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Run floor flooded, what are our options?

Discussion in 'Coop & Run - Design, Construction, & Maintenance' started by wander, Sep 26, 2011.

  1. wander

    wander New Egg

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    Feb 27, 2009
    The chickens run is still a pond a month after the hurricane. Most of our backyard is still flooded. We need to do something but we're not sure what the best option to fill is...dirt, sand etc??
     
  2. GoldDogsMom

    GoldDogsMom Chillin' With My Peeps

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    I was having issues with drainage so we moved the run, dug down a few inches, filled with 2B gravel, replaced coop and refilled floor with rough sand! It did have pine bedding so the sand is Much better!
     
  3. wander

    wander New Egg

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    Feb 27, 2009
    Our entire backyard is flooded, there is nowhere to move it to:( We haven't been able to cut the grass in that area of the yard for almost a month. It's just beyond disgusting. Fortunately the coop is okay but there is nowhere for the water in the run to go right now. I haven't never seen anything like it and unfortunately most of the area we are in is in the same boat. Our plan now is just to make the ground in the run high but we're not quite sure what to fill it with.
     
  4. Thespoiledchicken

    Thespoiledchicken Chillin' With My Peeps

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    Sand is your best friend [​IMG] I had a water problem also, my run/coop is at the bottom of a slope- all the water would run down the slope and pool. My husband dug several LARGE holes over the area and filled them with sand- water drains pretty quick now. My runs drain quick also because of all the sand.
     
  5. Kismet

    Kismet Chillin' With My Peeps

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    One of my runs is awfully muddy, too, from Hurricane Irene. I plan to rake out as much mud as I can and fill with pine wood chips. I have a big pile left from some trees I had taken down (thankfully before Irene would have done it for me). I figure that about six inches of wood chips should make it a lot drier.
     
  6. SteveBaz

    SteveBaz Chillin' With My Peeps

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    When there is a problem pictures are 1 great way to help. ! picture speaks a 1000 words. Post some pictures and sometimes folks can figure stuff out. You got me riveted [​IMG] [​IMG]

    I edited this just for an idea? What if you raise the coop on legs like the do with crutches. Drill 2 holes in each corner and jack up one side at a time even if you have to cut the chicken wire and spice new wire in. or get it off the ground put concrete blocks down and put a piece of plywood on top of the clocks

    Steve
     
    Last edited: Sep 26, 2011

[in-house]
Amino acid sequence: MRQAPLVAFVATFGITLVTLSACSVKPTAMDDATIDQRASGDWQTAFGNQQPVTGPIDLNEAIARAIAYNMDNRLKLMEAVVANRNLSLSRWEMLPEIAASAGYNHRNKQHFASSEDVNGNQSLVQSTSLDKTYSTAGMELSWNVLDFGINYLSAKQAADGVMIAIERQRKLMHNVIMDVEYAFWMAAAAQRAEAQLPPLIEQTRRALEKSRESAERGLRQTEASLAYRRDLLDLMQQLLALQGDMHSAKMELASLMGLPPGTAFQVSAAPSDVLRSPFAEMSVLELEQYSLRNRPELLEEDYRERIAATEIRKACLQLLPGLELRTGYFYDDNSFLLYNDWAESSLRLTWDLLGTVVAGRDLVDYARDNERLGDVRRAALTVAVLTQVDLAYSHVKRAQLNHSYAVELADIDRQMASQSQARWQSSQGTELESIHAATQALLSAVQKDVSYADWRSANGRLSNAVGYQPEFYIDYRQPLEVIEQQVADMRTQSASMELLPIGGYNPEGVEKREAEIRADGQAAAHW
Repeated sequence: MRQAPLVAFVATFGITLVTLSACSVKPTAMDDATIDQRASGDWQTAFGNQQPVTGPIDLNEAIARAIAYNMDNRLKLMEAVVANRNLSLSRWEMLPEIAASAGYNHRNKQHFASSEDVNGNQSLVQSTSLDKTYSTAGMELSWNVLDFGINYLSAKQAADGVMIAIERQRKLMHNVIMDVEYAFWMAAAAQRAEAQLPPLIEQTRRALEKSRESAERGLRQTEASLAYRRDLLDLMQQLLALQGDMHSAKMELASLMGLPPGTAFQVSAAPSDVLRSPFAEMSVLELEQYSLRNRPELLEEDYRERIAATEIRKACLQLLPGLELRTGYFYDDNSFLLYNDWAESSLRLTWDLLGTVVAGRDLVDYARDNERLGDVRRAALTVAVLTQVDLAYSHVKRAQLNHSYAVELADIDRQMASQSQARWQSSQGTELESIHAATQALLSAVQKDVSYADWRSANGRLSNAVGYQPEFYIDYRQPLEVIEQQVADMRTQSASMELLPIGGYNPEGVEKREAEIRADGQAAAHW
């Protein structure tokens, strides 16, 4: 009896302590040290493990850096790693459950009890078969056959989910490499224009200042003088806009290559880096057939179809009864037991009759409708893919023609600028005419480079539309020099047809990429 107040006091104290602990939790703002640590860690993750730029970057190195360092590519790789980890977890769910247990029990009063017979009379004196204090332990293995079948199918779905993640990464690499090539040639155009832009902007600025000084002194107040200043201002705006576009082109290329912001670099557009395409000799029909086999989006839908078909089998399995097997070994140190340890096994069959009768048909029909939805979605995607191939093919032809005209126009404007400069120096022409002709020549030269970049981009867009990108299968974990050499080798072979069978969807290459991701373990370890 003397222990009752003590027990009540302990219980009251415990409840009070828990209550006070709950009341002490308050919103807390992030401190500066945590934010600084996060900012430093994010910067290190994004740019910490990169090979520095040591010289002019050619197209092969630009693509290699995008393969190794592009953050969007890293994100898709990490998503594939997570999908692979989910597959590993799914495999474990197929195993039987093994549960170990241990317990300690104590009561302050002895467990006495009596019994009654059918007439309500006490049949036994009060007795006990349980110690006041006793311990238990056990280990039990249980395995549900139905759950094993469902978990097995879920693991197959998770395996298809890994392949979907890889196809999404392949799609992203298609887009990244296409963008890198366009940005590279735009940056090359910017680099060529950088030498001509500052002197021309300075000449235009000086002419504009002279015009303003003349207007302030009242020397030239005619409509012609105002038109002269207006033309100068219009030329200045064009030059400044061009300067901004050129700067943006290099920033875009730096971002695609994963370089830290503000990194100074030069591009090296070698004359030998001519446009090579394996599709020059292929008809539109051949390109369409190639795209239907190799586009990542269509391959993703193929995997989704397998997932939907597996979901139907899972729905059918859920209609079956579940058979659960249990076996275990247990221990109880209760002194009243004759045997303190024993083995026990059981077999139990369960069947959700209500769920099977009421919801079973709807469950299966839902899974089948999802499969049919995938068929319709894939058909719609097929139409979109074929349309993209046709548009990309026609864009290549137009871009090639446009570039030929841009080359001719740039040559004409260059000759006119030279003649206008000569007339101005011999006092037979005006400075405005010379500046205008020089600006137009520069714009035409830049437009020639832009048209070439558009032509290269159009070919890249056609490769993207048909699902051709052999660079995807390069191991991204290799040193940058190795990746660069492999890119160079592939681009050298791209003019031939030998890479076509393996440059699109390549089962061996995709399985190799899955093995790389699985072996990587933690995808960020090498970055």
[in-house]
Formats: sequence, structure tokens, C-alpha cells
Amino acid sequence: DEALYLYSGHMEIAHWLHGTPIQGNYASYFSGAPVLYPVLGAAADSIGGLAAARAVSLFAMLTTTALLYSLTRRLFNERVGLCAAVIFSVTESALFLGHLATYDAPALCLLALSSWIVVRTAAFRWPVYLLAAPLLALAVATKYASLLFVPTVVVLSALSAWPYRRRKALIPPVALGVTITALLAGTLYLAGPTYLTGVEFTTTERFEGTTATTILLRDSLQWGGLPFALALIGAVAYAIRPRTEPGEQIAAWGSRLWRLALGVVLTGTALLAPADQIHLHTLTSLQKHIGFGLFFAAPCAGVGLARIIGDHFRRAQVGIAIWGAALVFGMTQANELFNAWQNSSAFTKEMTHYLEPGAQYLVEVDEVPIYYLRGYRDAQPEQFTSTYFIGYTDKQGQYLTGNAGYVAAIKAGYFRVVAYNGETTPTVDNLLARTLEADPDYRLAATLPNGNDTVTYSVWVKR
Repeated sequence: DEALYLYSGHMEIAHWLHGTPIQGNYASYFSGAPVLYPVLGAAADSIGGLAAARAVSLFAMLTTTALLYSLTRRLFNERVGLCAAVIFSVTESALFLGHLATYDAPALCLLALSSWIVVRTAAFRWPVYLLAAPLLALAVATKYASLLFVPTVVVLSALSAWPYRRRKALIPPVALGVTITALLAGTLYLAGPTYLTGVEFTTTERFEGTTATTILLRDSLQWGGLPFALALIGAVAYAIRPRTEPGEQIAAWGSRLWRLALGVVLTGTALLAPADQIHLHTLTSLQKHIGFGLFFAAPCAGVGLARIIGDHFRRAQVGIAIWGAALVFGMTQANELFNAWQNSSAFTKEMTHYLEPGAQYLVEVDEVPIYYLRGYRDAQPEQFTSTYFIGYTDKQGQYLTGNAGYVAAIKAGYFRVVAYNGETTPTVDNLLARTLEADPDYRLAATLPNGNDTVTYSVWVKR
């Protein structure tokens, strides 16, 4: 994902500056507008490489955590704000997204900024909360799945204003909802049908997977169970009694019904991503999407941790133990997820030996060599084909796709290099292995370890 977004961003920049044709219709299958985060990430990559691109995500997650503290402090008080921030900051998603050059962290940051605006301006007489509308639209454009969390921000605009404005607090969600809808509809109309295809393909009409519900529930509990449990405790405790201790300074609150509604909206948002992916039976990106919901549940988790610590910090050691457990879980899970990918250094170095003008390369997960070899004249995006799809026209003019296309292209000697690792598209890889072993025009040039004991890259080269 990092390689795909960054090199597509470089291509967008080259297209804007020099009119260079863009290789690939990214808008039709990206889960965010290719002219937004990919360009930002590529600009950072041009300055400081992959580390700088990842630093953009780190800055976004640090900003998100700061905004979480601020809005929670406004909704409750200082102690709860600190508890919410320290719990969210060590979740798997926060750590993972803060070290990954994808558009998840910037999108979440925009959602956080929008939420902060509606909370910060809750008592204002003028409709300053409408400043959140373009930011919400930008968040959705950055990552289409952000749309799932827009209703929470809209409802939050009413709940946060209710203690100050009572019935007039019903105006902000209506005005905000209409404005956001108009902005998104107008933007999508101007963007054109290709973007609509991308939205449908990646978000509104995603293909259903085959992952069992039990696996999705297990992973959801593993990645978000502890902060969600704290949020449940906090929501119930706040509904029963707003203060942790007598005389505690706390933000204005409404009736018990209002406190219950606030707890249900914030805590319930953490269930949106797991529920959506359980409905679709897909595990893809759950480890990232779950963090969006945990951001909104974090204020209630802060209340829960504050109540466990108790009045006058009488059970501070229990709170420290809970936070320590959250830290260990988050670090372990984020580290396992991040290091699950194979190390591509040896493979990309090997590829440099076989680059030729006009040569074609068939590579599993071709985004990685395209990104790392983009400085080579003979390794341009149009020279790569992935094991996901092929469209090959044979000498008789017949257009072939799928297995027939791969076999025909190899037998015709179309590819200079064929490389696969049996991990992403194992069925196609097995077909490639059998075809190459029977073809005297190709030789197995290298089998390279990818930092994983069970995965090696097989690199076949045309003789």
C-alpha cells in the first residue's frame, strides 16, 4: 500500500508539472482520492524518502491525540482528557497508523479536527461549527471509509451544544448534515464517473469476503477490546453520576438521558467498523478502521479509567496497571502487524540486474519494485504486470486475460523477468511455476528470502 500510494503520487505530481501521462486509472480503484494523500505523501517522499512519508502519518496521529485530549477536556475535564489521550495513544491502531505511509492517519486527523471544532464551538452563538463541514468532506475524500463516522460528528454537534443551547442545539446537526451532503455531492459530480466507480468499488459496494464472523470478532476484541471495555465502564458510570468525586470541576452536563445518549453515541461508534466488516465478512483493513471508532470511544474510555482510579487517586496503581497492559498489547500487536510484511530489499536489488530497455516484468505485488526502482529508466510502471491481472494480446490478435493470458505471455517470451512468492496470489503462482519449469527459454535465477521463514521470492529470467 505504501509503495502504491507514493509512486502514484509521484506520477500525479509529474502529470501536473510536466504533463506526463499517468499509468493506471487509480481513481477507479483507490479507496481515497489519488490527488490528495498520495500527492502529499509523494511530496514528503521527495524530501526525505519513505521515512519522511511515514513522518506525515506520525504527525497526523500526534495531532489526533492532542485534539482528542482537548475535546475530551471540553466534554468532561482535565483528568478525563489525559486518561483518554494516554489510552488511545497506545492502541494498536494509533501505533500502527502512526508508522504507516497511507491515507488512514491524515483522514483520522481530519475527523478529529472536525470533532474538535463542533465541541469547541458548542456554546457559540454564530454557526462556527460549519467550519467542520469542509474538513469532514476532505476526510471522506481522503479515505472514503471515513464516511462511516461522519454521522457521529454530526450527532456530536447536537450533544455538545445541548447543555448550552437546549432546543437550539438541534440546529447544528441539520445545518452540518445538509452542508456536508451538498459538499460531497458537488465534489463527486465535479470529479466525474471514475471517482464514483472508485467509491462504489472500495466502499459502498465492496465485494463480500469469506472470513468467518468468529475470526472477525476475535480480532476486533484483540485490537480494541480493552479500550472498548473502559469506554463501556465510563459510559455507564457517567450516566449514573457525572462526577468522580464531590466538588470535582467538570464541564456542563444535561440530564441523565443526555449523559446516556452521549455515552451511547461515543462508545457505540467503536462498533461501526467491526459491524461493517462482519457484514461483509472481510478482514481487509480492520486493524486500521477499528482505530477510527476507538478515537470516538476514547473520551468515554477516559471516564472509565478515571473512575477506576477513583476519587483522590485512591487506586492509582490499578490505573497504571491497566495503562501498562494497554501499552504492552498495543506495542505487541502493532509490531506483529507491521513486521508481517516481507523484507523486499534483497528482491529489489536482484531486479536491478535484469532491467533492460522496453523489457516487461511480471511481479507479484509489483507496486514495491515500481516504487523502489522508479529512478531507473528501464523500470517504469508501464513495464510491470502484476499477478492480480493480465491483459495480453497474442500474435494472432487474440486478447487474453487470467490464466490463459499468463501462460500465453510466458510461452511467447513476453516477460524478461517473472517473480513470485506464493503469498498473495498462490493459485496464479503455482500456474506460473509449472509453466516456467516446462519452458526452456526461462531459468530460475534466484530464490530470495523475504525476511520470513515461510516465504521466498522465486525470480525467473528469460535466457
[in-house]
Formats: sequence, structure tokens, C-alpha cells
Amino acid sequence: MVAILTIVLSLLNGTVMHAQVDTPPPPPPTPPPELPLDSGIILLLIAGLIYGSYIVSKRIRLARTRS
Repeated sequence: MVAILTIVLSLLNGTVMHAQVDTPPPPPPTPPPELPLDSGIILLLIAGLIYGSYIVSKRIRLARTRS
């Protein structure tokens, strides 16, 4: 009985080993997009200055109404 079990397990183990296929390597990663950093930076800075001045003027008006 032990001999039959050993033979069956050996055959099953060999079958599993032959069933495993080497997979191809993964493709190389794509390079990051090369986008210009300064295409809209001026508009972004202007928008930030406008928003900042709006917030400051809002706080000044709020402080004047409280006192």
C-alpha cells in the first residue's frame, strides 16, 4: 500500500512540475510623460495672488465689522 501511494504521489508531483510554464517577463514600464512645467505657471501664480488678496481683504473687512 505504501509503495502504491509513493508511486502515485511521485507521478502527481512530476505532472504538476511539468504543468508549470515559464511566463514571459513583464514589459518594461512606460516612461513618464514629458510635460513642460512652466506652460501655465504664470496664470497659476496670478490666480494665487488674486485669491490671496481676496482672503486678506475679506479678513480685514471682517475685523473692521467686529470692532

7. calgal98

    calgal98 Chillin' With My Peeps

    Short term you can throw some pallets down for a dry spot for the chickens. Long term I would raise the area or raise the coop. Road base with sand on top, well compacted is what works for me with my horses. You might need to put a screen between the two to prevent them from digging down and mixing the two.
     
  8. SpeckledHills

    SpeckledHills Chillin' With My Peeps

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    Quote:Might wood chips in a wet area create a strong opportunity for mold (which is terrible for contributing to chickens' getting respiratory diseases)? Maybe instead you could dig some nearby holes 1-2 ft across & 2-4 feet deep & fill them back up with sand or gravel, and that would provide a channel for water in the area to get drained into a lower level of the ground??? I think that's a method frequently used in areas where drainage is a problem.
     
    Last edited: Sep 28, 2011
  9. yellowirenut

    yellowirenut Chillin' With My Peeps

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    Aug 27, 2011
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    SAND...

    I was having a problem with standing water on one end of the coop and poo on the other side. My soil is more clay like and compacts easily.
    I added about 2" of sand (maybe more later) and my problems have gone away. No more standing water no more poo laying out and stinking.

    SAND...
     
  10. kittycooks

    kittycooks Chillin' With My Peeps

    I had a 2" layer of sand on top of loamy dirt. When the heavy snow melt and spring rains developed in Minnesota this year I ended up digging a trench in the coop and adding pea gravel to aid drainage. Currently, the area I didn't add pea gravel with sand on top is solid hard-packed dirt; I would liken it to adobe brick. I'm currently thinking I have to dig the hard pack out, add a layer of pea gravel and the sand on top.

    @wander, have you thought about moving your coop? Standing water doesn't sound like a healthy environment for chickens. The pallet idea or stilts may help!
     

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